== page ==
Tracking Down Data Sources For Analytics

CEO, Portable

If you work in analytics, you NEED to find the data sources available across your company.

But HOW do you find them?

There are a few tricks to gather the list quickly.

1. Databases - Ask your engineers

A significant trove of proprietary data lives within databases.

Engineers manage your databases, and DevOps (or infrastructure) teams are typically in charge of keeping them up and running.

You can ask them to pull a comprehensive list quickly.

But they’re engineers… there is a good chance they don’t want to talk to you.

Find a people manager in the engineering org, and ask them if they can reach out on your behalf.

To get started, all you need is a list that includes 1) the name of the database, 2) the database type (Postgres, MySQL, etc.), and 3) whether a read replica is set up.

Over time, you’ll need a way to access the data, but for now, you just need a list.

2. Business Applications - Ask your IT team

Most people go to the marketing team to figure out what marketing tools exist. It’s not a bad idea.

But IT is faster.

With single sign on tools, procurement processes, and device management platforms, IT teams have access to a very comprehensive list of what applications are in use across the organization.

Once you get the list, you can go to the business units to confirm, but always start with IT.

If you’re at a startup, and you use Google Workspace, an admin can pull a list of every application that users have logged into with their work Gmail.

Great place to start.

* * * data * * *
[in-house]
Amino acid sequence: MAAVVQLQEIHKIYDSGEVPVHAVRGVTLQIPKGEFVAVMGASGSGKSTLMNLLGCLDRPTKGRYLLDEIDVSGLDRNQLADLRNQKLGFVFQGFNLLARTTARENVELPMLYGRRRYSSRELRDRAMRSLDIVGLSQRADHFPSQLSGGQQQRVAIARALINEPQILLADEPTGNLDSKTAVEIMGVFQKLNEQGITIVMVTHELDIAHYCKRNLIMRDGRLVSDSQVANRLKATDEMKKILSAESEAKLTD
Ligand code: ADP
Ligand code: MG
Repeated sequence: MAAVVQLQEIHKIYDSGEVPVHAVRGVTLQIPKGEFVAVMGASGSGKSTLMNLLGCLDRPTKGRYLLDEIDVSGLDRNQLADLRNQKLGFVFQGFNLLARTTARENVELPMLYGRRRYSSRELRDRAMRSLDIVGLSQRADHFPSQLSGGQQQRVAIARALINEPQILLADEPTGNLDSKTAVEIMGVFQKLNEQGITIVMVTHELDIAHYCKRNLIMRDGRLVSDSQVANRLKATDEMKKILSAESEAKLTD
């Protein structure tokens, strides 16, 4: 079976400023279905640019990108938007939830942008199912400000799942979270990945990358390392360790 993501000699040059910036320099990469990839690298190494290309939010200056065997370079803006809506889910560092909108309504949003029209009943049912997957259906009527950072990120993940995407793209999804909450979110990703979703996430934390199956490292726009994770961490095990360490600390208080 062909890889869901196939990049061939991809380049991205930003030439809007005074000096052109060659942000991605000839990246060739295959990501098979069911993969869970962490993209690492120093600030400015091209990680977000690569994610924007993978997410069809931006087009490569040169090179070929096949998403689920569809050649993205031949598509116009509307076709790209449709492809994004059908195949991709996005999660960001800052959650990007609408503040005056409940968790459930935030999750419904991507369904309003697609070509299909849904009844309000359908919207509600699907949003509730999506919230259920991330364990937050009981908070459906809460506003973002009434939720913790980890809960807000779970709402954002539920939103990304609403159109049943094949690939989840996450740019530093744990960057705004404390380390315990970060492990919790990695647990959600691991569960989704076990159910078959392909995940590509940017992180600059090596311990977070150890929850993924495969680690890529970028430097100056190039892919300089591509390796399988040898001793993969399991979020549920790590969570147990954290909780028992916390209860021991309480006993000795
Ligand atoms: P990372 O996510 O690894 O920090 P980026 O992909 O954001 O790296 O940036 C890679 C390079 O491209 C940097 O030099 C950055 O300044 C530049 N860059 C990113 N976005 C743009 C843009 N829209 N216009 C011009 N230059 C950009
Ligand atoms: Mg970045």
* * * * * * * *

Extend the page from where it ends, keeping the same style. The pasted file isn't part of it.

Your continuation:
IT teams also might use an iPaaS tool for automating workflows.

If so, talk to whoever is in charge of automating workflows and see what tools they have connected to.

Data that’s useful for automation is typically useful for analytics.

3. Event Data Sources - Ask your product and marketing teams

Does your company have a website? Yes.

Do you have a web product, or a mobile app? Probably.

If so, your marketing and product teams are likely collecting event data for analytics.

There are a couple ways to figure out what data is being collected from these properties.

Option 1: Ask your marketing and product teams.

Option 2: Use a tool like Ghostery to identify which trackers are in place on your site.

I’d probably recommend both options, they don’t take that long.

4. 3rd Party Data - Ask your finance team

Is your team buying data for lead generation?

Are they buying data to power your product?

If so, there is a contract (so you could also ask legal), but there is definitely an invoice / line item on your P&L.

Ask your finance team if the company licenses data.

If so, it could be a great data source for analytics.

5. 2nd Party Data - Ask your legal team

Data partnerships don’t necessarily exchange money, so finance probably can’t help.

In this case, ask your legal team if the company has any data partnerships in place where you might be able to use the data for analytics.

A few years ago the answer was likely no.

In today’s world, this is more and more common. Especially in the CPG / retail ecosystem.

The contracts would be unique, so lawyers would remember them.